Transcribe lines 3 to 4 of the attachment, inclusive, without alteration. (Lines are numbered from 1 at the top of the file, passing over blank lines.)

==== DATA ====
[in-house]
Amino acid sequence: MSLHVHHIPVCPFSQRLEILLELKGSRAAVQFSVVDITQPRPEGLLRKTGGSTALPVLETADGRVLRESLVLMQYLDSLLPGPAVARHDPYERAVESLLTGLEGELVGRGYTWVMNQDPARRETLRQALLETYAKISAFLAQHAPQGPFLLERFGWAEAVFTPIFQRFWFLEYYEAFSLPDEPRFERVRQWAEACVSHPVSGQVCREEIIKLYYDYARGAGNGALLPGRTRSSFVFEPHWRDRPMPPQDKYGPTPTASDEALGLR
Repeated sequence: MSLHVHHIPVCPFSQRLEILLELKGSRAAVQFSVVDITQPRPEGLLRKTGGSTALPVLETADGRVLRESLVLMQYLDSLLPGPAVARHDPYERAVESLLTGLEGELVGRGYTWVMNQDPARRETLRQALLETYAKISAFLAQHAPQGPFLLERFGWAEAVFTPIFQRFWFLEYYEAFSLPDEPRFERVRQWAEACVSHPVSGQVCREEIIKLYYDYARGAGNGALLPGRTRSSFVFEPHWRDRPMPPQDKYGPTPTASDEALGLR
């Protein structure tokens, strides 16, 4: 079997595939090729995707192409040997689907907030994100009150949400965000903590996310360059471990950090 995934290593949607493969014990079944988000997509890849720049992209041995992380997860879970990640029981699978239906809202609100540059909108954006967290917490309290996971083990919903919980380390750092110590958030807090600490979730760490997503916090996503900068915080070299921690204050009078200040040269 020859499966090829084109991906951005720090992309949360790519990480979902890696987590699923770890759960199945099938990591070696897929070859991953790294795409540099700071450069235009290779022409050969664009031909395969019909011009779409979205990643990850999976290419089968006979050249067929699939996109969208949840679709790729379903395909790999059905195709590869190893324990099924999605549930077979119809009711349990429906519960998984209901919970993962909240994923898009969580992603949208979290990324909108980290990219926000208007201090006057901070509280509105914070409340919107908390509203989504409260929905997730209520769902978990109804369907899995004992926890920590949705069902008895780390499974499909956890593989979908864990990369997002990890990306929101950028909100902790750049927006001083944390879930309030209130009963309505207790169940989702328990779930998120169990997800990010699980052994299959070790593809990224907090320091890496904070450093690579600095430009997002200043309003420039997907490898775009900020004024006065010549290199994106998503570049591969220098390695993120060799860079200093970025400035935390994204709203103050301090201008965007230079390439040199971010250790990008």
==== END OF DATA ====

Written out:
Repeated sequence: MSLHVHHIPVCPFSQRLEILLELKGSRAAVQFSVVDITQPRPEGLLRKTGGSTALPVLETADGRVLRESLVLMQYLDSLLPGPAVARHDPYERAVESLLTGLEGELVGRGYTWVMNQDPARRETLRQALLETYAKISAFLAQHAPQGPFLLERFGWAEAVFTPIFQRFWFLEYYEAFSLPDEPRFERVRQWAEACVSHPVSGQVCREEIIKLYYDYARGAGNGALLPGRTRSSFVFEPHWRDRPMPPQDKYGPTPTASDEALGLR
């Protein structure tokens, strides 16, 4: 079997595939090729995707192409040997689907907030994100009150949400965000903590996310360059471990950090 995934290593949607493969014990079944988000997509890849720049992209041995992380997860879970990640029981699978239906809202609100540059909108954006967290917490309290996971083990919903919980380390750092110590958030807090600490979730760490997503916090996503900068915080070299921690204050009078200040040269 020859499966090829084109991906951005720090992309949360790519990480979902890696987590699923770890759960199945099938990591070696897929070859991953790294795409540099700071450069235009290779022409050969664009031909395969019909011009779409979205990643990850999976290419089968006979050249067929699939996109969208949840679709790729379903395909790999059905195709590869190893324990099924999605549930077979119809009711349990429906519960998984209901919970993962909240994923898009969580992603949208979290990324909108980290990219926000208007201090006057901070509280509105914070409340919107908390509203989504409260929905997730209520769902978990109804369907899995004992926890920590949705069902008895780390499974499909956890593989979908864990990369997002990890990306929101950028909100902790750049927006001083944390879930309030209130009963309505207790169940989702328990779930998120169990997800990010699980052994299959070790593809990224907090320091890496904070450093690579600095430009997002200043309003420039997907490898775009900020004024006065010549290199994106998503570049591969220098390695993120060799860079200093970025400035935390994204709203103050301090201008965007230079390439040199971010250790990008």